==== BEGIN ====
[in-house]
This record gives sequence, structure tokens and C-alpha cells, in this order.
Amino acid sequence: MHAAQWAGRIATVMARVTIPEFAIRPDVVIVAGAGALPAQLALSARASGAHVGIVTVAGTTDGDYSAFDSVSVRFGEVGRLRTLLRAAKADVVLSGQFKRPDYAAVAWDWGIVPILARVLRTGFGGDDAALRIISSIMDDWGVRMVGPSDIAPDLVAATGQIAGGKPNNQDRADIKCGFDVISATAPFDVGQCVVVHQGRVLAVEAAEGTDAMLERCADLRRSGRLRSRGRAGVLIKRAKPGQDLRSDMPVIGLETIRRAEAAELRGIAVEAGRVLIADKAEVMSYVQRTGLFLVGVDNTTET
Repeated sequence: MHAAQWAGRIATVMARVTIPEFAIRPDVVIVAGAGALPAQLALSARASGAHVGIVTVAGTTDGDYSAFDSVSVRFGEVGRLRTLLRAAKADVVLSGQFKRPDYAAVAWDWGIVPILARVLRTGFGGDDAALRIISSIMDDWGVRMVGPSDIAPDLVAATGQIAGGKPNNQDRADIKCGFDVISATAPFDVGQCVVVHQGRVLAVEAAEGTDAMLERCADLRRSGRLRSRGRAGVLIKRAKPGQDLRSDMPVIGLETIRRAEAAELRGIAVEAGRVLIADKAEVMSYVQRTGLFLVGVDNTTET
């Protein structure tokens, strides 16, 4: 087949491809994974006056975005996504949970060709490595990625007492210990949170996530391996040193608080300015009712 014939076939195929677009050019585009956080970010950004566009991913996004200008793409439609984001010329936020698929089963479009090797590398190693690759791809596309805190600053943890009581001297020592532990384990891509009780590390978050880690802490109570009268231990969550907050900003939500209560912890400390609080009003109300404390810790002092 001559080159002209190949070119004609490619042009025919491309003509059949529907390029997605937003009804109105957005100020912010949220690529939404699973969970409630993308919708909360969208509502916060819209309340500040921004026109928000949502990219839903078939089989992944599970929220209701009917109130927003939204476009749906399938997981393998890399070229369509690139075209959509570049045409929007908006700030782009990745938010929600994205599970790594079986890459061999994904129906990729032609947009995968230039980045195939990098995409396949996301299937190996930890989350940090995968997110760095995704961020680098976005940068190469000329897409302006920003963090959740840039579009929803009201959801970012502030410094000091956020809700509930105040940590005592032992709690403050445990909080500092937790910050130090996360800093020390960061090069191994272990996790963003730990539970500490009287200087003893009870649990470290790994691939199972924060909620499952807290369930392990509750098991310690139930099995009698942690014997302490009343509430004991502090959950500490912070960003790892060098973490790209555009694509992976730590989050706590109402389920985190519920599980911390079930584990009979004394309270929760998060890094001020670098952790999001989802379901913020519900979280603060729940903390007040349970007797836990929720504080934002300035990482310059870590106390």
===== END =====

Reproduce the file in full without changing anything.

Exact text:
[in-house]
This record gives sequence, structure tokens and C-alpha cells, in this order.
Amino acid sequence: MHAAQWAGRIATVMARVTIPEFAIRPDVVIVAGAGALPAQLALSARASGAHVGIVTVAGTTDGDYSAFDSVSVRFGEVGRLRTLLRAAKADVVLSGQFKRPDYAAVAWDWGIVPILARVLRTGFGGDDAALRIISSIMDDWGVRMVGPSDIAPDLVAATGQIAGGKPNNQDRADIKCGFDVISATAPFDVGQCVVVHQGRVLAVEAAEGTDAMLERCADLRRSGRLRSRGRAGVLIKRAKPGQDLRSDMPVIGLETIRRAEAAELRGIAVEAGRVLIADKAEVMSYVQRTGLFLVGVDNTTET
Repeated sequence: MHAAQWAGRIATVMARVTIPEFAIRPDVVIVAGAGALPAQLALSARASGAHVGIVTVAGTTDGDYSAFDSVSVRFGEVGRLRTLLRAAKADVVLSGQFKRPDYAAVAWDWGIVPILARVLRTGFGGDDAALRIISSIMDDWGVRMVGPSDIAPDLVAATGQIAGGKPNNQDRADIKCGFDVISATAPFDVGQCVVVHQGRVLAVEAAEGTDAMLERCADLRRSGRLRSRGRAGVLIKRAKPGQDLRSDMPVIGLETIRRAEAAELRGIAVEAGRVLIADKAEVMSYVQRTGLFLVGVDNTTET
């Protein structure tokens, strides 16, 4: 087949491809994974006056975005996504949970060709490595990625007492210990949170996530391996040193608080300015009712 014939076939195929677009050019585009956080970010950004566009991913996004200008793409439609984001010329936020698929089963479009090797590398190693690759791809596309805190600053943890009581001297020592532990384990891509009780590390978050880690802490109570009268231990969550907050900003939500209560912890400390609080009003109300404390810790002092 001559080159002209190949070119004609490619042009025919491309003509059949529907390029997605937003009804109105957005100020912010949220690529939404699973969970409630993308919708909360969208509502916060819209309340500040921004026109928000949502990219839903078939089989992944599970929220209701009917109130927003939204476009749906399938997981393998890399070229369509690139075209959509570049045409929007908006700030782009990745938010929600994205599970790594079986890459061999994904129906990729032609947009995968230039980045195939990098995409396949996301299937190996930890989350940090995968997110760095995704961020680098976005940068190469000329897409302006920003963090959740840039579009929803009201959801970012502030410094000091956020809700509930105040940590005592032992709690403050445990909080500092937790910050130090996360800093020390960061090069191994272990996790963003730990539970500490009287200087003893009870649990470290790994691939199972924060909620499952807290369930392990509750098991310690139930099995009698942690014997302490009343509430004991502090959950500490912070960003790892060098973490790209555009694509992976730590989050706590109402389920985190519920599980911390079930584990009979004394309270929760998060890094001020670098952790999001989802379901913020519900979280603060729940903390007040349970007797836990929720504080934002300035990482310059870590106390």